At around 1:43 p.m. Pacific today, the U.S. House added another dark laurel to the four-year tenure of president Donald J. Trump, impeaching him for a second time with 232 members, 10 of them Republicans, voting “yea,” 197 voting “nay,” and four abstaining, all GOP.
In the history of the United States, only three presidents; Andrew Johnson, Bill Clinton and Donald Trump have been impeached.
Johnson was impeached February 24, 1868, in his first term for high crimes and misdemeanors enunciated in 11 articles of impeachment, most to do with his removal from office secretary of war Edwin Stanton.
The Senate acquitted him on all counts and he served the remainder of his term that began when President Abraham Lincoln was assassinated, he failed to obtain his party’s nomination and left office after one term. He left office March 4, 1869.
Clinton was impeached during his second term December 19, 1998, on two articles, lying under oath and obstruction of justice over allegations of sexual impropriety with an intern.
He was acquitted on both counts February 12, 1999, and he remained in office until George W. Bush was inaugurated on January 20, 2001.
Donald Trump was impeached on two articles, abuse of power and obstruction of Congress, December 18, 2019, over allegations that he’d solicited foreign interference to help him get elected in 2016.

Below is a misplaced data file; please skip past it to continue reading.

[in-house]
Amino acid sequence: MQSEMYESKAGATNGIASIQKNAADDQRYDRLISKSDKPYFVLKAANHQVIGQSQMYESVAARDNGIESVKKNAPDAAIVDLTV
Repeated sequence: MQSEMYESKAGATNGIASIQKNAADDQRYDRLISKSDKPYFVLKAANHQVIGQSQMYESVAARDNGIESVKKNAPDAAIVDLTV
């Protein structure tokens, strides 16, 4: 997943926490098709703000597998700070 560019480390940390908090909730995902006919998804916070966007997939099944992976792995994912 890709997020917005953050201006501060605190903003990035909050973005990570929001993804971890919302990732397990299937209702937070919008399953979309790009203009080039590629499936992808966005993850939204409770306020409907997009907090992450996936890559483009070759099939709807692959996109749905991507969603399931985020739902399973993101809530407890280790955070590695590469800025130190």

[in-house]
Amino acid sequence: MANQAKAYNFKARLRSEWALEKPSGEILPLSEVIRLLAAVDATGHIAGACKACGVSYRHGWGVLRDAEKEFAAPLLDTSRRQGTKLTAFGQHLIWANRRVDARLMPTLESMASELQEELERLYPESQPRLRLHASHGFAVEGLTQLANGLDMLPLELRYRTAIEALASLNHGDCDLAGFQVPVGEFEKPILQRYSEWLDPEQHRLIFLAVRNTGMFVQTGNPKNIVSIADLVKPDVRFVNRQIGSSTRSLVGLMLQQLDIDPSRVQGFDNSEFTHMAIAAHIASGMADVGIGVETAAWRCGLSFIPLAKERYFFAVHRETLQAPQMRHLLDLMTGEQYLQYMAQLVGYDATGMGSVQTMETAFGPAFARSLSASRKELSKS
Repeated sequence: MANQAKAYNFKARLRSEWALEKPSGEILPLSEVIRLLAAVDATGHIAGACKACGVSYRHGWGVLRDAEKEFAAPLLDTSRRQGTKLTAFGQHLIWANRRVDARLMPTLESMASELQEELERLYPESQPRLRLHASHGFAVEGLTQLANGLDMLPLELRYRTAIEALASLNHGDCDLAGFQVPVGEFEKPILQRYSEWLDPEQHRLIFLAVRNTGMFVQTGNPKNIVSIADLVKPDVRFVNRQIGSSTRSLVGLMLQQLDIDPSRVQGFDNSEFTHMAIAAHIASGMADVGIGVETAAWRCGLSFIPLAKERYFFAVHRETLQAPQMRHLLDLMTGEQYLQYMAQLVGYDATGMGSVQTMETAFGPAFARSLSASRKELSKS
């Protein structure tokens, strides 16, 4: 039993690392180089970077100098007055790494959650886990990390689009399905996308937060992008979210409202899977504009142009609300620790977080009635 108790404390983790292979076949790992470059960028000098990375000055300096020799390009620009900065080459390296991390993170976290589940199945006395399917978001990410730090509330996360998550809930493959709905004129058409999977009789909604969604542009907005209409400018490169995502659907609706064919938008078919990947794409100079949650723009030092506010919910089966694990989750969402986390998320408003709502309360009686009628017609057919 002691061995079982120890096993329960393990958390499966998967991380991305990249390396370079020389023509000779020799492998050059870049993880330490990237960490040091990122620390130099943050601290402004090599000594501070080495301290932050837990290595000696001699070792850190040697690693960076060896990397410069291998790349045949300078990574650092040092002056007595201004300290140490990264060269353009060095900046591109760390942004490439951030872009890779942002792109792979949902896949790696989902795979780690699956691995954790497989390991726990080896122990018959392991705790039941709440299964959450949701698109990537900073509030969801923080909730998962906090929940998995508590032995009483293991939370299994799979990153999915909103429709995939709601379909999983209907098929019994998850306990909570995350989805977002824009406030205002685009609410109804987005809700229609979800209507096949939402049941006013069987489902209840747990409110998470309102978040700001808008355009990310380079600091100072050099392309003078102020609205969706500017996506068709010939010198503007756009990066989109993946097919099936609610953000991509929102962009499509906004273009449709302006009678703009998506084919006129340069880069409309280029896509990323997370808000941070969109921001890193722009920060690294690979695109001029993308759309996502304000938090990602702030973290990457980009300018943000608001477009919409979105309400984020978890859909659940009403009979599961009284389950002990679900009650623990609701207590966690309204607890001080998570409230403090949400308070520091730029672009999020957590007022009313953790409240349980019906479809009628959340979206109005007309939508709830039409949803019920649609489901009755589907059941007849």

The Senate acquitted him less than a year go on February 5, 2020.
His second impeachment comes after he lost the 2020 election but has falsely insisted since that the election was corrupt and that he’d actually won in a landslide, leading to a “Stop the Steal” insurrection January 6 as the U.S. Congress was meeting to certify the electoral college win, an event allegedly incited by the president himself.
His impeachment today, made just two days after the single article of impeachment for incitement of insurrection, came with minimal debate.
“I served with Ronald Reagan, with George H.W. Bush and George Bush, said Representative Steny Hoyer, a Maryland Democrat. “I have respect for all of those presidents. They cared about our country. They honored our constitution and they executed the duties of the office consistent with the constitution and laws of our country. That is not true of this president. And therefore, he ought to be removed. And we have that opportunity to do so. Is there little time left? Yes. But it is never too late to do the right thing.”